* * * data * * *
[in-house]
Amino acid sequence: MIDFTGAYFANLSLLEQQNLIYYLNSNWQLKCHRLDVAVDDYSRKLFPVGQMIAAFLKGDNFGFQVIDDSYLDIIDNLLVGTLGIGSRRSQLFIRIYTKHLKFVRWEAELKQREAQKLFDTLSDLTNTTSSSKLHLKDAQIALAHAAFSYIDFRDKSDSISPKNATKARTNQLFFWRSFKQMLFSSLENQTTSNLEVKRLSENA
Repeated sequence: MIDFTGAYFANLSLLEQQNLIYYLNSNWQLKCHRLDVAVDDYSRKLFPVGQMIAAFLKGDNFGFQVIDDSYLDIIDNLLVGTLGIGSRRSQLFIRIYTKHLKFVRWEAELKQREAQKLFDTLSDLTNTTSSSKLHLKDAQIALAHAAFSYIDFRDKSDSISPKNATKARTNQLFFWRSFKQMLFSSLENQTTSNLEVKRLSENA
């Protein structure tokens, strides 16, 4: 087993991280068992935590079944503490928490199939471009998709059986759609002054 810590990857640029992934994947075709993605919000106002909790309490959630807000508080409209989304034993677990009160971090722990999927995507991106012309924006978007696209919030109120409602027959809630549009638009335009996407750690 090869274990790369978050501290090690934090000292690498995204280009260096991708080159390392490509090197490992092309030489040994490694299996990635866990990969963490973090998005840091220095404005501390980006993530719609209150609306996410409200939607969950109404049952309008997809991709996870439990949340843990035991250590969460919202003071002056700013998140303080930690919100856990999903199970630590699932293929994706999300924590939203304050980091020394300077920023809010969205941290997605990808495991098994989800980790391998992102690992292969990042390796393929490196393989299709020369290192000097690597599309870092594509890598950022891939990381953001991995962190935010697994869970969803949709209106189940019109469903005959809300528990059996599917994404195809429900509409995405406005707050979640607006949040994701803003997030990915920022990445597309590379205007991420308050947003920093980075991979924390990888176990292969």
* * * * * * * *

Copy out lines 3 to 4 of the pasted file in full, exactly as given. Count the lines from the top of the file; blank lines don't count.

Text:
Repeated sequence: MIDFTGAYFANLSLLEQQNLIYYLNSNWQLKCHRLDVAVDDYSRKLFPVGQMIAAFLKGDNFGFQVIDDSYLDIIDNLLVGTLGIGSRRSQLFIRIYTKHLKFVRWEAELKQREAQKLFDTLSDLTNTTSSSKLHLKDAQIALAHAAFSYIDFRDKSDSISPKNATKARTNQLFFWRSFKQMLFSSLENQTTSNLEVKRLSENA
């Protein structure tokens, strides 16, 4: 087993991280068992935590079944503490928490199939471009998709059986759609002054 810590990857640029992934994947075709993605919000106002909790309490959630807000508080409209989304034993677990009160971090722990999927995507991106012309924006978007696209919030109120409602027959809630549009638009335009996407750690 090869274990790369978050501290090690934090000292690498995204280009260096991708080159390392490509090197490992092309030489040994490694299996990635866990990969963490973090998005840091220095404005501390980006993530719609209150609306996410409200939607969950109404049952309008997809991709996870439990949340843990035991250590969460919202003071002056700013998140303080930690919100856990999903199970630590699932293929994706999300924590939203304050980091020394300077920023809010969205941290997605990808495991098994989800980790391998992102690992292969990042390796393929490196393989299709020369290192000097690597599309870092594509890598950022891939990381953001991995962190935010697994869970969803949709209106189940019109469903005959809300528990059996599917994404195809429900509409995405406005707050979640607006949040994701803003997030990915920022990445597309590379205007991420308050947003920093980075991979924390990888176990292969």